Price: £74.00 + postage/VAT
Dynamica allows the user to explore how animal populations and communities change through time. The program uses a
long-term data set from the Severn Estuary, England. Since 1980 fish and crustacean samples have been collected from
'B' Power Station.
Data are presented on every fish and most large crustaceans known from the estuary, producing an exceptional data set
for those interested in population dynamics.
Users can explore real data, and reach their own conclusions about how animal numbers are inter-related and change
through time. The data consist of monthly abundance estimates of fish and crustaceans from January 1981 to January
1995. Time series for more than one hundred species are available for study. Details about data collection and habitat
are also given. Dynamica was designed as a research tool to help explore the complex inter-relationships between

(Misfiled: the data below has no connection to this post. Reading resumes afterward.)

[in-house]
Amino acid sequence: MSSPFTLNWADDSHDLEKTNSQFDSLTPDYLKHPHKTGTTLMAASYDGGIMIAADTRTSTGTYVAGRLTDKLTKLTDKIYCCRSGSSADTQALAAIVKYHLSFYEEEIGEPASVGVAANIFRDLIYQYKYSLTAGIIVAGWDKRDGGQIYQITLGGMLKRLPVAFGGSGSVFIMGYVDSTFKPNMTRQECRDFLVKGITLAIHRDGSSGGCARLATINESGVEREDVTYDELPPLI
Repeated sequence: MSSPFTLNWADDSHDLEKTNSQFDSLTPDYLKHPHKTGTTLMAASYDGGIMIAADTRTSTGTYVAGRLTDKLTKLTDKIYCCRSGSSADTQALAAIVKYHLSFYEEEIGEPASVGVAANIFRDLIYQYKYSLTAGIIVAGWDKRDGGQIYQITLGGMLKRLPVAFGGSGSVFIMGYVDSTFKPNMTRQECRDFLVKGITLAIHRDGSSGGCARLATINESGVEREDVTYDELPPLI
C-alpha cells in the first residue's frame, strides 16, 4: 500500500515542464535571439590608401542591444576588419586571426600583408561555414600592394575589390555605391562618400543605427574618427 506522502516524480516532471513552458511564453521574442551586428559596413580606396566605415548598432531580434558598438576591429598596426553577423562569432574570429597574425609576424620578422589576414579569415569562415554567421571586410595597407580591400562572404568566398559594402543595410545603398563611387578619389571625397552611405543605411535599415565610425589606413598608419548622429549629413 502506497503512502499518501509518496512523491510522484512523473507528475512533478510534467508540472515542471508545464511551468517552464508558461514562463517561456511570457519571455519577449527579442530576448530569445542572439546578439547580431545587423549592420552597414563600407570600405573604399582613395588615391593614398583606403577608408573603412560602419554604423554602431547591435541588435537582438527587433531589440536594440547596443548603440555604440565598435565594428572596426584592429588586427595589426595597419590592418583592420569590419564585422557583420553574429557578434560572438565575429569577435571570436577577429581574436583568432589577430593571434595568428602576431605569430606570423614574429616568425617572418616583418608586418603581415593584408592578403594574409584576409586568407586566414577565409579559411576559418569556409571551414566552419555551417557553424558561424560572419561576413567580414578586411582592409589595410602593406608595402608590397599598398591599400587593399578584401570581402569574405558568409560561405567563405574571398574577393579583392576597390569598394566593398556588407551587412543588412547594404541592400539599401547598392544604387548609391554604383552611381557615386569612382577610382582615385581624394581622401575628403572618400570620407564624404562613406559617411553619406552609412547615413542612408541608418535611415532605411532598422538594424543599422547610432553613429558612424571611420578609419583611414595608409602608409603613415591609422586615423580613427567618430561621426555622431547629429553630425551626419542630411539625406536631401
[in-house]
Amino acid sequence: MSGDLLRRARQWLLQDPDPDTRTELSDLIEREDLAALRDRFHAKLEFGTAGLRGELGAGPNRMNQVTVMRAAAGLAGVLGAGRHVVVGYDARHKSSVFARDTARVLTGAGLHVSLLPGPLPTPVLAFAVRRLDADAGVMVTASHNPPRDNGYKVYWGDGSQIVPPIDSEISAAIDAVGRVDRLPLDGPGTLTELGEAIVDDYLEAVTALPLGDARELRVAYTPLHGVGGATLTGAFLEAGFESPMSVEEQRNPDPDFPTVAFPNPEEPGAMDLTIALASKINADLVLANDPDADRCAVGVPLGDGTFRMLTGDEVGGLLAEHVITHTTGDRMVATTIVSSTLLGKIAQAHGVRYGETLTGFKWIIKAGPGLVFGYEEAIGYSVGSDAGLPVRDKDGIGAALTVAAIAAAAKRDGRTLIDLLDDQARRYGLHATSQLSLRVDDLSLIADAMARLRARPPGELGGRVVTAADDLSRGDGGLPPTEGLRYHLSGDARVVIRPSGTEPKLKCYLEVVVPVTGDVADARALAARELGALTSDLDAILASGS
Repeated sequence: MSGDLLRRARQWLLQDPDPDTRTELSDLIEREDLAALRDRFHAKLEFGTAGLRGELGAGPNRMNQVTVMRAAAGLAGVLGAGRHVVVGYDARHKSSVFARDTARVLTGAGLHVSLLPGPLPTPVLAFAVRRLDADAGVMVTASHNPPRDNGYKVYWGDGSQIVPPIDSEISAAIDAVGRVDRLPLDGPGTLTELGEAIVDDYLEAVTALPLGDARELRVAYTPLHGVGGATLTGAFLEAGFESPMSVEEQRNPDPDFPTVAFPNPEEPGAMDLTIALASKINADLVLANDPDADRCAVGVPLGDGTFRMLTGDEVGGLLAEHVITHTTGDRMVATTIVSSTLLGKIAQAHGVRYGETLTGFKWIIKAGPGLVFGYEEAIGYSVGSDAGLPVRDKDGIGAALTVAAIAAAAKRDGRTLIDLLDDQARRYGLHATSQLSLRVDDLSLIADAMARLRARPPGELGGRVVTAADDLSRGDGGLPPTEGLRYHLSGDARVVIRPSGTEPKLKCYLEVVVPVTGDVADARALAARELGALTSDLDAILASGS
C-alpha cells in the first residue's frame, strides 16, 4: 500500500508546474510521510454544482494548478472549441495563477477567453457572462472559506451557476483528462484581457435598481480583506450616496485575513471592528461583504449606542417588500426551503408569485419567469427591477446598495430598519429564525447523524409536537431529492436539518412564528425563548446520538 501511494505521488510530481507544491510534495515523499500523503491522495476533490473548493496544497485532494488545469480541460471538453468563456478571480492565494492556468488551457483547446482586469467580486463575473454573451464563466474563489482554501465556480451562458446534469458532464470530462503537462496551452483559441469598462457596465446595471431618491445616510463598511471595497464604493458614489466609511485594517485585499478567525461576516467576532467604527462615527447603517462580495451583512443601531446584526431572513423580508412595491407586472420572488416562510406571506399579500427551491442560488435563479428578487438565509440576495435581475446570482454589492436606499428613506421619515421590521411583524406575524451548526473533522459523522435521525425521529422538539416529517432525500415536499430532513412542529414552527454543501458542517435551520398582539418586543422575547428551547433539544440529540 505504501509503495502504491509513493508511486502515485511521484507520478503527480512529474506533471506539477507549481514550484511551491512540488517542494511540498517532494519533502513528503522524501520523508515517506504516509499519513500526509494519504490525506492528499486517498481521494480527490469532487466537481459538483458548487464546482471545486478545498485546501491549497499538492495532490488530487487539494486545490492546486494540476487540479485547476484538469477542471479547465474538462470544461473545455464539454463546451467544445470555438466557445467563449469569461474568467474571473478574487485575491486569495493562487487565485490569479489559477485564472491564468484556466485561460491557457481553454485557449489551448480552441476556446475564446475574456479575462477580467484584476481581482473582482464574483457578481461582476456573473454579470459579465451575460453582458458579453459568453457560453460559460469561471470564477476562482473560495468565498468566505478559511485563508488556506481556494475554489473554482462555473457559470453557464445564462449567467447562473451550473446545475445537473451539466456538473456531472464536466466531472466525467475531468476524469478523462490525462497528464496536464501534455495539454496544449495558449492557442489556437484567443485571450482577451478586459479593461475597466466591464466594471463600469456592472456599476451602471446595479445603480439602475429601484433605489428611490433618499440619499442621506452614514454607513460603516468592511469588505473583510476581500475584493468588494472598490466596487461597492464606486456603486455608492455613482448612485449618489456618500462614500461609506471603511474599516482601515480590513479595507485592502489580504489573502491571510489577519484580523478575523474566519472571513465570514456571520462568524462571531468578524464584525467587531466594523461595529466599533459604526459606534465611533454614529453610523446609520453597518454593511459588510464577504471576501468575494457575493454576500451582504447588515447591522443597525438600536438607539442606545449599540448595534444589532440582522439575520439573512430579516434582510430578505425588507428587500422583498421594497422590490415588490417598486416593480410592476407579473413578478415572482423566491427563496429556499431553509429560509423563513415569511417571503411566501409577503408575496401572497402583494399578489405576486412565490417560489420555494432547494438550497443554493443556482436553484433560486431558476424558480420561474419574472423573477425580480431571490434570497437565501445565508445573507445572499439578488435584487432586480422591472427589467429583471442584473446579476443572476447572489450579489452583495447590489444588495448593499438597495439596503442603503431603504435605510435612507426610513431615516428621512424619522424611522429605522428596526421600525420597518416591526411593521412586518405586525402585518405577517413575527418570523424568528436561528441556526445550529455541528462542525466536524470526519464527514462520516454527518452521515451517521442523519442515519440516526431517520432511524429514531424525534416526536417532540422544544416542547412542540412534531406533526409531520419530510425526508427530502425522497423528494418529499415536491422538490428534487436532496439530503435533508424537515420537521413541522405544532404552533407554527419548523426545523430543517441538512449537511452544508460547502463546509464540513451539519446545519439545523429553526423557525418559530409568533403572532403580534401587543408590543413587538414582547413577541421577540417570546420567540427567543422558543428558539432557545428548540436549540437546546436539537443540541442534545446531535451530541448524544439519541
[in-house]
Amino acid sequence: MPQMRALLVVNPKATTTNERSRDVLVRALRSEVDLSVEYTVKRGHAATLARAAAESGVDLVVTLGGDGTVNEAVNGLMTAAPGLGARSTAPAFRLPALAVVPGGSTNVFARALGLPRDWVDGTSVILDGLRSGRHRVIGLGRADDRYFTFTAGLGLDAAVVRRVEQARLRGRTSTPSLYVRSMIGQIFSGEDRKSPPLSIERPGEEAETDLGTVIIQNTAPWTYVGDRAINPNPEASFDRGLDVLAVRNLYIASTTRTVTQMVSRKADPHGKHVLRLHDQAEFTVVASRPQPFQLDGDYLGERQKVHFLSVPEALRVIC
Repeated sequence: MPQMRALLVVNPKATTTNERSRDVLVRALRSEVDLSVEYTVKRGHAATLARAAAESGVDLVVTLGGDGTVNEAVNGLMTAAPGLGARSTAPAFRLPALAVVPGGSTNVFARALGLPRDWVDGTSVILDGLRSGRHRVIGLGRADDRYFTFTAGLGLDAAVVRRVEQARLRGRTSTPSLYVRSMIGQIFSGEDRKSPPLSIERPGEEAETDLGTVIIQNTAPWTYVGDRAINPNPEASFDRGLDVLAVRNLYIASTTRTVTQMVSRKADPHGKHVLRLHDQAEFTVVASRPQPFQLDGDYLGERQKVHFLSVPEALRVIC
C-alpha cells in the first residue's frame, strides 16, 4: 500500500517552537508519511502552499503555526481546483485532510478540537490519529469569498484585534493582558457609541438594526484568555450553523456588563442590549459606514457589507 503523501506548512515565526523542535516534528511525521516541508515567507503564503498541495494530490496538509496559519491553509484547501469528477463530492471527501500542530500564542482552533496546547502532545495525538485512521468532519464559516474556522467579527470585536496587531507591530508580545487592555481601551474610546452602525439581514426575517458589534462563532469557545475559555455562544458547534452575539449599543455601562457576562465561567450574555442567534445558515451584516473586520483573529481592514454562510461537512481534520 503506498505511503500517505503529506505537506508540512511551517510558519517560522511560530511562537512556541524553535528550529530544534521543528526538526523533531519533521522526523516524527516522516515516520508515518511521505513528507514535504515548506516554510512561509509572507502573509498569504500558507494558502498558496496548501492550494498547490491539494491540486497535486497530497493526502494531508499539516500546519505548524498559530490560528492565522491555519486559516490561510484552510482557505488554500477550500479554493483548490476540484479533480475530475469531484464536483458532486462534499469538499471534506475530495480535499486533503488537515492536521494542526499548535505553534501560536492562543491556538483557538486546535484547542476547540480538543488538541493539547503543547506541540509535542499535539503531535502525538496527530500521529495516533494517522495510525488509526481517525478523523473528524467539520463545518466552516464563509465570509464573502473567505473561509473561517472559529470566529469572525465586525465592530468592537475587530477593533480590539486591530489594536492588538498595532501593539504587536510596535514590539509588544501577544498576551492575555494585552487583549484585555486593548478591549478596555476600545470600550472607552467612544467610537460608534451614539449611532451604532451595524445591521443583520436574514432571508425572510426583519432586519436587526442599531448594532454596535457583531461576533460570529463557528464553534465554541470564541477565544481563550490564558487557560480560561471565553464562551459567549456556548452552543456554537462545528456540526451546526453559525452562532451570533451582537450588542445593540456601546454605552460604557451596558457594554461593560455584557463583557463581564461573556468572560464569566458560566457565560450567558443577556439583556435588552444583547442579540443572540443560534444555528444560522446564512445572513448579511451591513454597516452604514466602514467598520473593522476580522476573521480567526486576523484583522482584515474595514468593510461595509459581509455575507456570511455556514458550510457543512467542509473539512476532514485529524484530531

species and environmental factors such as temperature, salinity and tides.
The strong theme running through Dynamica is the study of community-level dynamics. Books often portray communities and
food webs as static entities. This program will show you just how dynamic food webs are. Perhaps the most popular
community statistic is a diversity index; Dynamica will let you compare different indices and appreciate how they
change through time. Dynamica has been designed to be useful to anyone with an interest in natural time series. It
presents a range of elementary techniques for time series analysis, including data transformations, autocorrelations,
moving averages and fourier analysis. The program presents a wide range of natural dynamic behaviours which make good
examples for study.
One of the most vivid features of Dynamica is its animated food web
, which demonstrates
clearly how dynamic and variable a food web is through time. In a few minutes' exploration you can gain much insight
into the dynamics of natural systems. Having developed a feel for the data a student can then move on to form and test
hypotheses on subjects such as the role of temperature, salinity or predator-prey interactions.